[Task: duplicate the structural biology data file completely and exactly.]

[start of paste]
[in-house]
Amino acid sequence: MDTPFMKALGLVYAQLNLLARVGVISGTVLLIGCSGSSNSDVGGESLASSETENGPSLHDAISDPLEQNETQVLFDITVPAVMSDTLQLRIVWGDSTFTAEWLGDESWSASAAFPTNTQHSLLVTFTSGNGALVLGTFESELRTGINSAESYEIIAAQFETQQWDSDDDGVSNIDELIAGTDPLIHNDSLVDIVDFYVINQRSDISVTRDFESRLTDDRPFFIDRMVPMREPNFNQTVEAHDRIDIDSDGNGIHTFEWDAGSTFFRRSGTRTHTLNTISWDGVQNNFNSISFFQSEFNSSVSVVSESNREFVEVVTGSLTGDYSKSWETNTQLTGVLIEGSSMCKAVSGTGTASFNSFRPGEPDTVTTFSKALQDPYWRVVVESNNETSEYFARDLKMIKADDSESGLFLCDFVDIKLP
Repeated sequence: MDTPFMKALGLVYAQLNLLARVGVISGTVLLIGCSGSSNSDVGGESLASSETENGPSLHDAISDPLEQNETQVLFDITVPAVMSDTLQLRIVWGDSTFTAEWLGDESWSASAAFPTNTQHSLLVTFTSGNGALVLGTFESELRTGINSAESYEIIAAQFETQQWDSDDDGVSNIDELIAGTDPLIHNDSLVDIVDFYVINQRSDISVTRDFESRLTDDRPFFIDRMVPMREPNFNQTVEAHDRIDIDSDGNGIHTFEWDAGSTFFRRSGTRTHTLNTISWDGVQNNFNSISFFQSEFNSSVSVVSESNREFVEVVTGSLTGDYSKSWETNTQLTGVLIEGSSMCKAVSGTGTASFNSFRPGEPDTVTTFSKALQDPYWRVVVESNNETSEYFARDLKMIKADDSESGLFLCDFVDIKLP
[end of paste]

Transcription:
[in-house]
Amino acid sequence: MDTPFMKALGLVYAQLNLLARVGVISGTVLLIGCSGSSNSDVGGESLASSETENGPSLHDAISDPLEQNETQVLFDITVPAVMSDTLQLRIVWGDSTFTAEWLGDESWSASAAFPTNTQHSLLVTFTSGNGALVLGTFESELRTGINSAESYEIIAAQFETQQWDSDDDGVSNIDELIAGTDPLIHNDSLVDIVDFYVINQRSDISVTRDFESRLTDDRPFFIDRMVPMREPNFNQTVEAHDRIDIDSDGNGIHTFEWDAGSTFFRRSGTRTHTLNTISWDGVQNNFNSISFFQSEFNSSVSVVSESNREFVEVVTGSLTGDYSKSWETNTQLTGVLIEGSSMCKAVSGTGTASFNSFRPGEPDTVTTFSKALQDPYWRVVVESNNETSEYFARDLKMIKADDSESGLFLCDFVDIKLP
Repeated sequence: MDTPFMKALGLVYAQLNLLARVGVISGTVLLIGCSGSSNSDVGGESLASSETENGPSLHDAISDPLEQNETQVLFDITVPAVMSDTLQLRIVWGDSTFTAEWLGDESWSASAAFPTNTQHSLLVTFTSGNGALVLGTFESELRTGINSAESYEIIAAQFETQQWDSDDDGVSNIDELIAGTDPLIHNDSLVDIVDFYVINQRSDISVTRDFESRLTDDRPFFIDRMVPMREPNFNQTVEAHDRIDIDSDGNGIHTFEWDAGSTFFRRSGTRTHTLNTISWDGVQNNFNSISFFQSEFNSSVSVVSESNREFVEVVTGSLTGDYSKSWETNTQLTGVLIEGSSMCKAVSGTGTASFNSFRPGEPDTVTTFSKALQDPYWRVVVESNNETSEYFARDLKMIKADDSESGLFLCDFVDIKLP